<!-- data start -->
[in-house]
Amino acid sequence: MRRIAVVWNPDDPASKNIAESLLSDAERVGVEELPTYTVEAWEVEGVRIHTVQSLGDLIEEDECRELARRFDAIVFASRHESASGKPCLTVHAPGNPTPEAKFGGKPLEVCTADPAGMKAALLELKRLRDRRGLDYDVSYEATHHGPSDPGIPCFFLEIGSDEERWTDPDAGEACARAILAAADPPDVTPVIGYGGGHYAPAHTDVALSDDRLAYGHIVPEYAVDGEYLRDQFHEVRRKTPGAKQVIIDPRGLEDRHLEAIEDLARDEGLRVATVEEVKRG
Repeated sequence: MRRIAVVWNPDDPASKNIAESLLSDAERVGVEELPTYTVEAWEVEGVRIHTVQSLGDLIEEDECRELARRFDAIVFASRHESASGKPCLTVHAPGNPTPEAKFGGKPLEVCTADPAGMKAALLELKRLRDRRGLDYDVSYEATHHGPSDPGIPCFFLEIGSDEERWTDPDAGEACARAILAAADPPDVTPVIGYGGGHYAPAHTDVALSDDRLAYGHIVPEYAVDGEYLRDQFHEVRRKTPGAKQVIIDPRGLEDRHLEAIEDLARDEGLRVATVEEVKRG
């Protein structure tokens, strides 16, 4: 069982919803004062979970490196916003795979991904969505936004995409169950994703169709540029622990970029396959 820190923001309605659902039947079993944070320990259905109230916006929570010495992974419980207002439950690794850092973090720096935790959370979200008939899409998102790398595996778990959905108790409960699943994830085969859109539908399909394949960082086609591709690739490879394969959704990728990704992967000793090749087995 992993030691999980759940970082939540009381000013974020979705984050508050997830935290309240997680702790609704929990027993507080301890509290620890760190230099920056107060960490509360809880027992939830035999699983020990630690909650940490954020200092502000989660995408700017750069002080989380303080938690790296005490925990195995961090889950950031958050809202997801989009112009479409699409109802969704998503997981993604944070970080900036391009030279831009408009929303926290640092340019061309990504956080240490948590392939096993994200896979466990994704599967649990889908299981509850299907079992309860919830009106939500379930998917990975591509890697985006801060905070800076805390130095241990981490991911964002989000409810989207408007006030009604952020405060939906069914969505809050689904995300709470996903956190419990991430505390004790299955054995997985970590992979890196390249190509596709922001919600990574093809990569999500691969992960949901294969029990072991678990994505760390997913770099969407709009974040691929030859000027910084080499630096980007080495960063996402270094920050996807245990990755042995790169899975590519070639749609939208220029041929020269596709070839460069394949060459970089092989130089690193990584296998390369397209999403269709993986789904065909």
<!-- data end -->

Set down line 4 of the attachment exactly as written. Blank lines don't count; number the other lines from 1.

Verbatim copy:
């Protein structure tokens, strides 16, 4: 069982919803004062979970490196916003795979991904969505936004995409169950994703169709540029622990970029396959 820190923001309605659902039947079993944070320990259905109230916006929570010495992974419980207002439950690794850092973090720096935790959370979200008939899409998102790398595996778990959905108790409960699943994830085969859109539908399909394949960082086609591709690739490879394969959704990728990704992967000793090749087995 992993030691999980759940970082939540009381000013974020979705984050508050997830935290309240997680702790609704929990027993507080301890509290620890760190230099920056107060960490509360809880027992939830035999699983020990630690909650940490954020200092502000989660995408700017750069002080989380303080938690790296005490925990195995961090889950950031958050809202997801989009112009479409699409109802969704998503997981993604944070970080900036391009030279831009408009929303926290640092340019061309990504956080240490948590392939096993994200896979466990994704599967649990889908299981509850299907079992309860919830009106939500379930998917990975591509890697985006801060905070800076805390130095241990981490991911964002989000409810989207408007006030009604952020405060939906069914969505809050689904995300709470996903956190419990991430505390004790299955054995997985970590992979890196390249190509596709922001919600990574093809990569999500691969992960949901294969029990072991678990994505760390997913770099969407709009974040691929030859000027910084080499630096980007080495960063996402270094920050996807245990990755042995790169899975590519070639749609939208220029041929020269596709070839460069394949060459970089092989130089690193990584296998390369397209999403269709993986789904065909």